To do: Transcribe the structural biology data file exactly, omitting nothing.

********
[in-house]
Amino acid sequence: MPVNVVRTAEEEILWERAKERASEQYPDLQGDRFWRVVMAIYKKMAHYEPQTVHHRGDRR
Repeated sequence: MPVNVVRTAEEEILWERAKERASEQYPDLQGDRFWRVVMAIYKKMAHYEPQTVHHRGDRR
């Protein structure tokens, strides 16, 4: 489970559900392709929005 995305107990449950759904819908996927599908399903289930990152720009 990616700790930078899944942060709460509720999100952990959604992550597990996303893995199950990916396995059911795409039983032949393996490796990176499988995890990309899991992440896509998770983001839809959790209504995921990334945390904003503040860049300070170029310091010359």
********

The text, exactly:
[in-house]
Amino acid sequence: MPVNVVRTAEEEILWERAKERASEQYPDLQGDRFWRVVMAIYKKMAHYEPQTVHHRGDRR
Repeated sequence: MPVNVVRTAEEEILWERAKERASEQYPDLQGDRFWRVVMAIYKKMAHYEPQTVHHRGDRR
């Protein structure tokens, strides 16, 4: 489970559900392709929005 995305107990449950759904819908996927599908399903289930990152720009 990616700790930078899944942060709460509720999100952990959604992550597990996303893995199950990916396995059911795409039983032949393996490796990176499988995890990309899991992440896509998770983001839809959790209504995921990334945390904003503040860049300070170029310091010359």